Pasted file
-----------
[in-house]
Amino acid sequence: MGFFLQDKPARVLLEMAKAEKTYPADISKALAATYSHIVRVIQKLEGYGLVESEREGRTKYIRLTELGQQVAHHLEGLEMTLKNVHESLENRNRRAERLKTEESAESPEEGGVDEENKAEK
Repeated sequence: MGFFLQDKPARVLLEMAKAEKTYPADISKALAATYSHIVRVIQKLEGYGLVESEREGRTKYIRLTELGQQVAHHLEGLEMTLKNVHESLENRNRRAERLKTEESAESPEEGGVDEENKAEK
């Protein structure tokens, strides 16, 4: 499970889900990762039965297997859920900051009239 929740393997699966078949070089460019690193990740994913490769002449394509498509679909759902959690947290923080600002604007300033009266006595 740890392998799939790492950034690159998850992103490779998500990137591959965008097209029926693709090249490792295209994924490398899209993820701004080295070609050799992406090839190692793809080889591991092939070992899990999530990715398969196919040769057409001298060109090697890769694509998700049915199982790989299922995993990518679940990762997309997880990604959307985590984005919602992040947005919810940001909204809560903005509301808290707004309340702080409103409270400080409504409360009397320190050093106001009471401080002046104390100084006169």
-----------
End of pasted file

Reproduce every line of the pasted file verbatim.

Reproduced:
[in-house]
Amino acid sequence: MGFFLQDKPARVLLEMAKAEKTYPADISKALAATYSHIVRVIQKLEGYGLVESEREGRTKYIRLTELGQQVAHHLEGLEMTLKNVHESLENRNRRAERLKTEESAESPEEGGVDEENKAEK
Repeated sequence: MGFFLQDKPARVLLEMAKAEKTYPADISKALAATYSHIVRVIQKLEGYGLVESEREGRTKYIRLTELGQQVAHHLEGLEMTLKNVHESLENRNRRAERLKTEESAESPEEGGVDEENKAEK
């Protein structure tokens, strides 16, 4: 499970889900990762039965297997859920900051009239 929740393997699966078949070089460019690193990740994913490769002449394509498509679909759902959690947290923080600002604007300033009266006595 740890392998799939790492950034690159998850992103490779998500990137591959965008097209029926693709090249490792295209994924490398899209993820701004080295070609050799992406090839190692793809080889591991092939070992899990999530990715398969196919040769057409001298060109090697890769694509998700049915199982790989299922995993990518679940990762997309997880990604959307985590984005919602992040947005919810940001909204809560903005509301808290707004309340702080409103409270400080409504409360009397320190050093106001009471401080002046104390100084006169």